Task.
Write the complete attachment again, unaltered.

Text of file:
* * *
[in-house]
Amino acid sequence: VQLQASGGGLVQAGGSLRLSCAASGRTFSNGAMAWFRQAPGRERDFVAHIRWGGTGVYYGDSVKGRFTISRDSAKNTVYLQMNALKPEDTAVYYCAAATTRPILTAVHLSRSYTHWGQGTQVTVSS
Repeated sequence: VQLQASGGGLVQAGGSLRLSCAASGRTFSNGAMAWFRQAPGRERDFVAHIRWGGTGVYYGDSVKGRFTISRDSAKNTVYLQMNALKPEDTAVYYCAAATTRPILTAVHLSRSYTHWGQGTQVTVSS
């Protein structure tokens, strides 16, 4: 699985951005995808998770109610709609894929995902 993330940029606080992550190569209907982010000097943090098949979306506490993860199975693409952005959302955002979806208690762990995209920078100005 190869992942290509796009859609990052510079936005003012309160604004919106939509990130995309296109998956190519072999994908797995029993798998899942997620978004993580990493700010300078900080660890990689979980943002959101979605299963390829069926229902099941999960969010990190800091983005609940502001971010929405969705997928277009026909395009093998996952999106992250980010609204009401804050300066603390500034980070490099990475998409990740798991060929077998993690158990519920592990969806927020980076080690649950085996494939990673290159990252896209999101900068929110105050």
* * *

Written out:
[in-house]
Amino acid sequence: VQLQASGGGLVQAGGSLRLSCAASGRTFSNGAMAWFRQAPGRERDFVAHIRWGGTGVYYGDSVKGRFTISRDSAKNTVYLQMNALKPEDTAVYYCAAATTRPILTAVHLSRSYTHWGQGTQVTVSS
Repeated sequence: VQLQASGGGLVQAGGSLRLSCAASGRTFSNGAMAWFRQAPGRERDFVAHIRWGGTGVYYGDSVKGRFTISRDSAKNTVYLQMNALKPEDTAVYYCAAATTRPILTAVHLSRSYTHWGQGTQVTVSS
């Protein structure tokens, strides 16, 4: 699985951005995808998770109610709609894929995902 993330940029606080992550190569209907982010000097943090098949979306506490993860199975693409952005959302955002979806208690762990995209920078100005 190869992942290509796009859609990052510079936005003012309160604004919106939509990130995309296109998956190519072999994908797995029993798998899942997620978004993580990493700010300078900080660890990689979980943002959101979605299963390829069926229902099941999960969010990190800091983005609940502001971010929405969705997928277009026909395009093998996952999106992250980010609204009401804050300066603390500034980070490099990475998409990740798991060929077998993690158990519920592990969806927020980076080690649950085996494939990673290159990252896209999101900068929110105050």